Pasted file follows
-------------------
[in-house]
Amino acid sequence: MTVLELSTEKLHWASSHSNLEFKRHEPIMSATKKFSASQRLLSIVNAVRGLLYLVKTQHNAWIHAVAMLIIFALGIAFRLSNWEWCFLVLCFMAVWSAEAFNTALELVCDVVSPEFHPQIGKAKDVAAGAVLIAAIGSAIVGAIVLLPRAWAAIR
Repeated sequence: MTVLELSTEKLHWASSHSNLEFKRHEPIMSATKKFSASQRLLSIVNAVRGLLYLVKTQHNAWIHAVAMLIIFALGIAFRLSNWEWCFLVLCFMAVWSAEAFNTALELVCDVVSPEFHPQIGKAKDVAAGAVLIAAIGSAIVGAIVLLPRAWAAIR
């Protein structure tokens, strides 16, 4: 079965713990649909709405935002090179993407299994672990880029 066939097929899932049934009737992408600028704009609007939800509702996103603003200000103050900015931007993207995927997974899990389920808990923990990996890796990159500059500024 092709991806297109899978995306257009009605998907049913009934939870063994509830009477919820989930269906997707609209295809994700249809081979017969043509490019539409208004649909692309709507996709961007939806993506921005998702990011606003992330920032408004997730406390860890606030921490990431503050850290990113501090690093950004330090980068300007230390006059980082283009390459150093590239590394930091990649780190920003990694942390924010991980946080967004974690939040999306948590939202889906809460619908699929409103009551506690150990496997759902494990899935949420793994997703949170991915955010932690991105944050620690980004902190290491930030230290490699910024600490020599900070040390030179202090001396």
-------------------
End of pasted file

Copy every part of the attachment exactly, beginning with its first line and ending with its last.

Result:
[in-house]
Amino acid sequence: MTVLELSTEKLHWASSHSNLEFKRHEPIMSATKKFSASQRLLSIVNAVRGLLYLVKTQHNAWIHAVAMLIIFALGIAFRLSNWEWCFLVLCFMAVWSAEAFNTALELVCDVVSPEFHPQIGKAKDVAAGAVLIAAIGSAIVGAIVLLPRAWAAIR
Repeated sequence: MTVLELSTEKLHWASSHSNLEFKRHEPIMSATKKFSASQRLLSIVNAVRGLLYLVKTQHNAWIHAVAMLIIFALGIAFRLSNWEWCFLVLCFMAVWSAEAFNTALELVCDVVSPEFHPQIGKAKDVAAGAVLIAAIGSAIVGAIVLLPRAWAAIR
């Protein structure tokens, strides 16, 4: 079965713990649909709405935002090179993407299994672990880029 066939097929899932049934009737992408600028704009609007939800509702996103603003200000103050900015931007993207995927997974899990389920808990923990990996890796990159500059500024 092709991806297109899978995306257009009605998907049913009934939870063994509830009477919820989930269906997707609209295809994700249809081979017969043509490019539409208004649909692309709507996709961007939806993506921005998702990011606003992330920032408004997730406390860890606030921490990431503050850290990113501090690093950004330090980068300007230390006059980082283009390459150093590239590394930091990649780190920003990694942390924010991980946080967004974690939040999306948590939202889906809460619908699929409103009551506690150990496997759902494990899935949420793994997703949170991915955010932690991105944050620690980004902190290491930030230290490699910024600490020599900070040390030179202090001396």